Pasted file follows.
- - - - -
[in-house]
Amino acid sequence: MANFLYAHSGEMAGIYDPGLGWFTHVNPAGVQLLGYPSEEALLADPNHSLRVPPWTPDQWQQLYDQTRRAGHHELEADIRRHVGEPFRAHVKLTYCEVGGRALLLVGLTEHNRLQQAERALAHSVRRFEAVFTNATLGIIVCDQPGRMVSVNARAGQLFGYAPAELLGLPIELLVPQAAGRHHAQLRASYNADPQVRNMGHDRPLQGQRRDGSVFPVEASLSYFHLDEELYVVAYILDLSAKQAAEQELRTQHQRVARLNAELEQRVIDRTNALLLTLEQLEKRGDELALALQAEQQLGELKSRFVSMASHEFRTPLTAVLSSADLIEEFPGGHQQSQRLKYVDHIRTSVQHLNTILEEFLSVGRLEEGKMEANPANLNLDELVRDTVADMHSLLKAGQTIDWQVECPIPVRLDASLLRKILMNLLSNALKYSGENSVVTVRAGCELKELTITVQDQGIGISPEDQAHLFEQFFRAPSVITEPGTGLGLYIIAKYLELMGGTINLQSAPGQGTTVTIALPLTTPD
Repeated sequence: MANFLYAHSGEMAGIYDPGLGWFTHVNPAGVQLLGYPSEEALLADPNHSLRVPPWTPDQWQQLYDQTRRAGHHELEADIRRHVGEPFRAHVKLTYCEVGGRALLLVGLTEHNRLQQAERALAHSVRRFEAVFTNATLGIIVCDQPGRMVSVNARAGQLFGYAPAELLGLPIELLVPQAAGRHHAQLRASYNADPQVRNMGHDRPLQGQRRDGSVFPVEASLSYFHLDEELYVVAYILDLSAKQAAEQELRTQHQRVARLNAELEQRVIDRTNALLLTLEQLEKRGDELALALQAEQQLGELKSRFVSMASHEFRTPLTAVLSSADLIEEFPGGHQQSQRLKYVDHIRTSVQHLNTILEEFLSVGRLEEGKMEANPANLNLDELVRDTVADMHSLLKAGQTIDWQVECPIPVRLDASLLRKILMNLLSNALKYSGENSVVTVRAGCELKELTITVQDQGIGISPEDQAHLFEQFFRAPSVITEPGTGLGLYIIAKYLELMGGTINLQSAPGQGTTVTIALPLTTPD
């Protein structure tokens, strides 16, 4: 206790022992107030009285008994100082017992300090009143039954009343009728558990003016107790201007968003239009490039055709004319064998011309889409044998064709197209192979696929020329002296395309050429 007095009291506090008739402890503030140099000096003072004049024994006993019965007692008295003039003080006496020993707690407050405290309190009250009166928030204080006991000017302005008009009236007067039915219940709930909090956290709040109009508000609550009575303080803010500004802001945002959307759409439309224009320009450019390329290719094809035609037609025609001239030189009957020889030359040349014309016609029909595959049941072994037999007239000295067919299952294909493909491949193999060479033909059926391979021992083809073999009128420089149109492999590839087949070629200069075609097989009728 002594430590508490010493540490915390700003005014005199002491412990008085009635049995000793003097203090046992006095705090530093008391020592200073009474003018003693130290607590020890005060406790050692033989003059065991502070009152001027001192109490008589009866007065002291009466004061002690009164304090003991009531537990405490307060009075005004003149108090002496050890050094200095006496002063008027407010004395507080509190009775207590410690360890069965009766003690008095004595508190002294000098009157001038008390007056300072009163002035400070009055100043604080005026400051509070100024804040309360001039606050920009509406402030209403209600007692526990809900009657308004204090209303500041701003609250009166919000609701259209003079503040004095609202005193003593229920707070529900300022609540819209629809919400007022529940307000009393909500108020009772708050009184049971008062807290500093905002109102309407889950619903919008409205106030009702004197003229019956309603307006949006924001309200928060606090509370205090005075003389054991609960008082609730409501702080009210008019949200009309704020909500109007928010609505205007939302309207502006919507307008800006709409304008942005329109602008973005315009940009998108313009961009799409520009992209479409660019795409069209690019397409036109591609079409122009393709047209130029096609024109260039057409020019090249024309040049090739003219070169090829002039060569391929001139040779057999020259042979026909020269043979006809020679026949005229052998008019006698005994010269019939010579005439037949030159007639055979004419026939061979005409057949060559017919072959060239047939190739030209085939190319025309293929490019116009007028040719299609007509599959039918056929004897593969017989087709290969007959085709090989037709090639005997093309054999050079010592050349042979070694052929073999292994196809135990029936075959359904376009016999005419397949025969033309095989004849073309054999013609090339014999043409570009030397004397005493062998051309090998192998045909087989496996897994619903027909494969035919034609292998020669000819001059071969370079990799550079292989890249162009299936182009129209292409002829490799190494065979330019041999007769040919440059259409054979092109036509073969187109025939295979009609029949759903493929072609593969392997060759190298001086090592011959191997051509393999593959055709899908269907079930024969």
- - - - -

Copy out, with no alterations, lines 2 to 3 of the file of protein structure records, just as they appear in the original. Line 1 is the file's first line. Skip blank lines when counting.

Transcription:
Amino acid sequence: MANFLYAHSGEMAGIYDPGLGWFTHVNPAGVQLLGYPSEEALLADPNHSLRVPPWTPDQWQQLYDQTRRAGHHELEADIRRHVGEPFRAHVKLTYCEVGGRALLLVGLTEHNRLQQAERALAHSVRRFEAVFTNATLGIIVCDQPGRMVSVNARAGQLFGYAPAELLGLPIELLVPQAAGRHHAQLRASYNADPQVRNMGHDRPLQGQRRDGSVFPVEASLSYFHLDEELYVVAYILDLSAKQAAEQELRTQHQRVARLNAELEQRVIDRTNALLLTLEQLEKRGDELALALQAEQQLGELKSRFVSMASHEFRTPLTAVLSSADLIEEFPGGHQQSQRLKYVDHIRTSVQHLNTILEEFLSVGRLEEGKMEANPANLNLDELVRDTVADMHSLLKAGQTIDWQVECPIPVRLDASLLRKILMNLLSNALKYSGENSVVTVRAGCELKELTITVQDQGIGISPEDQAHLFEQFFRAPSVITEPGTGLGLYIIAKYLELMGGTINLQSAPGQGTTVTIALPLTTPD
Repeated sequence: MANFLYAHSGEMAGIYDPGLGWFTHVNPAGVQLLGYPSEEALLADPNHSLRVPPWTPDQWQQLYDQTRRAGHHELEADIRRHVGEPFRAHVKLTYCEVGGRALLLVGLTEHNRLQQAERALAHSVRRFEAVFTNATLGIIVCDQPGRMVSVNARAGQLFGYAPAELLGLPIELLVPQAAGRHHAQLRASYNADPQVRNMGHDRPLQGQRRDGSVFPVEASLSYFHLDEELYVVAYILDLSAKQAAEQELRTQHQRVARLNAELEQRVIDRTNALLLTLEQLEKRGDELALALQAEQQLGELKSRFVSMASHEFRTPLTAVLSSADLIEEFPGGHQQSQRLKYVDHIRTSVQHLNTILEEFLSVGRLEEGKMEANPANLNLDELVRDTVADMHSLLKAGQTIDWQVECPIPVRLDASLLRKILMNLLSNALKYSGENSVVTVRAGCELKELTITVQDQGIGISPEDQAHLFEQFFRAPSVITEPGTGLGLYIIAKYLELMGGTINLQSAPGQGTTVTIALPLTTPD